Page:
How will the benefits administration landscape evolve in 2019?
An increasing number of employers are taking HR administration online, and with more than $1 billion invested in tech solutions last year, this trend doesn’t seem to be slowing down.
This has implications for brokers, and anyone else who works at the intersection of benefits and HR. If your agency isn’t providing a solution to online benefits enrollment and other HR needs, you are likely continually evaluating options.
To be an educated buyer of a benefits and HR solution, it’s worth becoming familiar with an ongoing shift in this corner of the tech industry, and how it’s shaping the product roadmap of platform vendors.
There are a variety of software options for brokers and employers seeking to bring benefits and HR administration online — BambooHR, Zenefits, Employee Navigator, EaseCentral, BerniePortal, and carrier-provided benefit systems.
Historically, a key differentiator among these systems has been their go-to-market approach. The go-to-market spectrum ranges from being 100 percent broker-focused on one end to 100 percent employer-focused on the other.
While many platforms used to take extreme positions on either side of that spectrum, the various players are now recognizing that when it comes to serving the needs of small and mid-sized employers and their brokers, it is unwise to separate the two parties completely. It is difficult to serve the needs of one side of the spectrum without also addressing the needs of the other. All of the industry’s current players are experiencing this, and everyone is trying to strike the right balance.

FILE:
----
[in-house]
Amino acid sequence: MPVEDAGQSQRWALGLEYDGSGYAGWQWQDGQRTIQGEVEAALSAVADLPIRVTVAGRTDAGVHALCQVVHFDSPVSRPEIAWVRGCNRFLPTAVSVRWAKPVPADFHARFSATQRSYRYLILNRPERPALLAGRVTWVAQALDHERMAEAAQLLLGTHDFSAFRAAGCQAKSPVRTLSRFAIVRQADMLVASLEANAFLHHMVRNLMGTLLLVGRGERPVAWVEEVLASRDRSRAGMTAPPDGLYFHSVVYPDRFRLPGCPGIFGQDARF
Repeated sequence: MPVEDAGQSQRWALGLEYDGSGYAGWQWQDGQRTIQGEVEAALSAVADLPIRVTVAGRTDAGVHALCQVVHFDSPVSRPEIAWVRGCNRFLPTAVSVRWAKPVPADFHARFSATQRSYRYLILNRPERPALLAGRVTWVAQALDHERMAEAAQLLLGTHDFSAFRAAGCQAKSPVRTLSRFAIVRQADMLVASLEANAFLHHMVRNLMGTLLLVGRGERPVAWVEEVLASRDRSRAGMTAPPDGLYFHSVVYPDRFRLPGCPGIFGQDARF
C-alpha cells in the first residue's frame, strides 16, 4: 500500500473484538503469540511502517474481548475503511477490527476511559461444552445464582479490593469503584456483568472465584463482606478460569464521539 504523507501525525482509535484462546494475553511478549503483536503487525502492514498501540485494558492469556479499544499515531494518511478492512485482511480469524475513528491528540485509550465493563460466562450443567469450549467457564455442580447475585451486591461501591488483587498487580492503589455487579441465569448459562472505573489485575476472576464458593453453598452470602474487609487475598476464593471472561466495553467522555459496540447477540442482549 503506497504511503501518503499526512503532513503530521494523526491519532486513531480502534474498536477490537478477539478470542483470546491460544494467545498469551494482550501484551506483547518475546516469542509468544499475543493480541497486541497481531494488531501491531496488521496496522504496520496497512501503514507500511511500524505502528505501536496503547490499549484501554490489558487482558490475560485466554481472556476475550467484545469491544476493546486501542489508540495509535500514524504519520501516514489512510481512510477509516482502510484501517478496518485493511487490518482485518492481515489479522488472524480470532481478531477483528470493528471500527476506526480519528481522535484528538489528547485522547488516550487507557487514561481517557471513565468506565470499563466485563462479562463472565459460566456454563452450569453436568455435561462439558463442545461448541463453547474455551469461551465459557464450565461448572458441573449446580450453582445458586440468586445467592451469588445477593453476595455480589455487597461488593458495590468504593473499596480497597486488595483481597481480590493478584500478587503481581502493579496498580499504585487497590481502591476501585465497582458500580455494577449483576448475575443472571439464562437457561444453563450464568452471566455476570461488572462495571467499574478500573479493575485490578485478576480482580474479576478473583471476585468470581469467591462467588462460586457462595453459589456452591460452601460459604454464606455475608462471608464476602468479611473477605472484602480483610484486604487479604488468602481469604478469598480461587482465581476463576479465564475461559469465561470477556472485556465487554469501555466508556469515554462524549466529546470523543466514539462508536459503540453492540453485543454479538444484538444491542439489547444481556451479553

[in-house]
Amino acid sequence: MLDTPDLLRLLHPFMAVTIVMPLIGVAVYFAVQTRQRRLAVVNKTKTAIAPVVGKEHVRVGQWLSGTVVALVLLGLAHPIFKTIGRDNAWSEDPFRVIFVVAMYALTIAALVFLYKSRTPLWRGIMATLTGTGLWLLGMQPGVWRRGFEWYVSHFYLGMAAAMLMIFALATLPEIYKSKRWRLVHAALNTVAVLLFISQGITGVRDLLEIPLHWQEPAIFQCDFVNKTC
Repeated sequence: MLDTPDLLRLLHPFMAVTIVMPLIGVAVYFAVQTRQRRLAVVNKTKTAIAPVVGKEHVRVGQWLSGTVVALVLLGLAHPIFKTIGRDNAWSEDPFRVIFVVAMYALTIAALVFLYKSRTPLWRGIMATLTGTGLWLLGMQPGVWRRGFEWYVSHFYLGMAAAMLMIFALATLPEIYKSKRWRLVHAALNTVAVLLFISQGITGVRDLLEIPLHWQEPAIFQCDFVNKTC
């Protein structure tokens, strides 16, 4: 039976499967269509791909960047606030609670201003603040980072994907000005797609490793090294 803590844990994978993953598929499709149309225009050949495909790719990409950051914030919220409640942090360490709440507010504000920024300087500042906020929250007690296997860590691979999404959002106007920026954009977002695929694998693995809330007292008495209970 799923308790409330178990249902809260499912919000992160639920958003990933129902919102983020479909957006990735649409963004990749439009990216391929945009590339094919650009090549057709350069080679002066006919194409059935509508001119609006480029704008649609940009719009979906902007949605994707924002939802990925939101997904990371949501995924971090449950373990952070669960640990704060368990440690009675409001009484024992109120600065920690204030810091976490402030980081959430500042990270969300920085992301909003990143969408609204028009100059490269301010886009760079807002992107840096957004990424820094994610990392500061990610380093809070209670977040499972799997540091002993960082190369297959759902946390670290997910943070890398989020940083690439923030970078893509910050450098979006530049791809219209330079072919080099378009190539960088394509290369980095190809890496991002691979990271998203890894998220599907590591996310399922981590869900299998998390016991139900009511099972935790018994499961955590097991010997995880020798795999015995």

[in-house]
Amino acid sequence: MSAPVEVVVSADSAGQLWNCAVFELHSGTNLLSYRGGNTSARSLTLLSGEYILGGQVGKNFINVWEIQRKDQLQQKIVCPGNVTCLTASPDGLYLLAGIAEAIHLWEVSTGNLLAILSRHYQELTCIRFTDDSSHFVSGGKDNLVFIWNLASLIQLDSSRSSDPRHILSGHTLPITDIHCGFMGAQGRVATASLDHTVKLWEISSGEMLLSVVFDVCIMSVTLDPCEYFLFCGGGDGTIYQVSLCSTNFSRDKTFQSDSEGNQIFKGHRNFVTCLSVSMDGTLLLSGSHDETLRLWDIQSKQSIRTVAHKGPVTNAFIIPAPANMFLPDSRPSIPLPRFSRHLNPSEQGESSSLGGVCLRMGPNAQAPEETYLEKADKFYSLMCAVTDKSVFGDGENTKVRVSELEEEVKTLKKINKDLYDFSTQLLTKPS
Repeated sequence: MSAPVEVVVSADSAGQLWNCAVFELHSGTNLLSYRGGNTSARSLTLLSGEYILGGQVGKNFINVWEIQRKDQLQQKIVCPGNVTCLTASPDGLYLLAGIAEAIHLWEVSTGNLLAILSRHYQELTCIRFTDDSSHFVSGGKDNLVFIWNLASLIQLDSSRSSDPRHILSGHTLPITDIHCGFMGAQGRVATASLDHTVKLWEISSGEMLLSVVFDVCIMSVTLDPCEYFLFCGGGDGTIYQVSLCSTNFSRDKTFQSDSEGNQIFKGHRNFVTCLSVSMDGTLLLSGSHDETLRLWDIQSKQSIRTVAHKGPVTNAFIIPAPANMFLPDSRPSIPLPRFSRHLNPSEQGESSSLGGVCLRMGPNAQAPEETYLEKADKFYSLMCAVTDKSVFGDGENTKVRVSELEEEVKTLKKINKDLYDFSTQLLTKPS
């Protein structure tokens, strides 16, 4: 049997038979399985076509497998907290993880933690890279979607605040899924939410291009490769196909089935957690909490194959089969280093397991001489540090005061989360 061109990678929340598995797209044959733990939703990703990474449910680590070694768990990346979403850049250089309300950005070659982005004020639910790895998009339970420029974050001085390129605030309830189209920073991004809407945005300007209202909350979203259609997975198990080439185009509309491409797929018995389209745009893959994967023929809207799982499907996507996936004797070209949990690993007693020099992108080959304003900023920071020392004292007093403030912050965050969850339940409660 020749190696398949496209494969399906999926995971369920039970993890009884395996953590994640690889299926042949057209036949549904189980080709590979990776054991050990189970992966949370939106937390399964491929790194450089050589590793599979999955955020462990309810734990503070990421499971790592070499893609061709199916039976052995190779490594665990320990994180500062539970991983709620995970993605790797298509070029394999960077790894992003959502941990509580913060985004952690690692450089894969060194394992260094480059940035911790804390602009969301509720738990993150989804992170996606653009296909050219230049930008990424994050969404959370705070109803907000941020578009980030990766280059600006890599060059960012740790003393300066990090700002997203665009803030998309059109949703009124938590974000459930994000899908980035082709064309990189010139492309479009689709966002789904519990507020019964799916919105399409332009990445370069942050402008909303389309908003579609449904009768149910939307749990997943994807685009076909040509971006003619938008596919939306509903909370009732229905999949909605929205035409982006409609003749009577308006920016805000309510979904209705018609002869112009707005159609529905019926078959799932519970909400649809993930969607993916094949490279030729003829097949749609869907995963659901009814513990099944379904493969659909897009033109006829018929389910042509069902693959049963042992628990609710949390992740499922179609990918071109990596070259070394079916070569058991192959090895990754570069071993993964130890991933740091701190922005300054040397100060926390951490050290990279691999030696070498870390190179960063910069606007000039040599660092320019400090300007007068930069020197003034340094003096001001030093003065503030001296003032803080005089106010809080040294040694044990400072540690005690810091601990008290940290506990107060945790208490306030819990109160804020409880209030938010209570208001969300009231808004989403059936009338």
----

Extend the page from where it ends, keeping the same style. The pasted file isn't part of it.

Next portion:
As a result, systems that historically had a purely employer-focused go-to-market strategy, like BambooHR and Zenefits, have realized they need to work with brokers and serve the brokers’ needs as well. Conversely, systems that have traditionally had a primarily broker-focused go-to-market strategy are balancing across to the employer side of the spectrum.
Why should brokers or employers care about this development? Each of these software vendors is approaching this shift in a different way and working toward a different point on the employer-broker spectrum.
As software buyers look at their options to bring HR online, finding a partner that lines up with your needs on that spectrum will likely produce the best long-term outcomes. A platform that ignores the employer completely is unlikely to be embraced by your clients, causing implementation and ongoing service problems for you. A platform that ignores the broker completely is going to have high distribution costs, and will struggle to meet employers’ needs when it comes to benefits administration.
Ultimately, being familiar with this dynamic is becoming increasingly important to brokers who are yet to adopt a platform, or who have adopted one but continue to evaluate as the market continues to develop.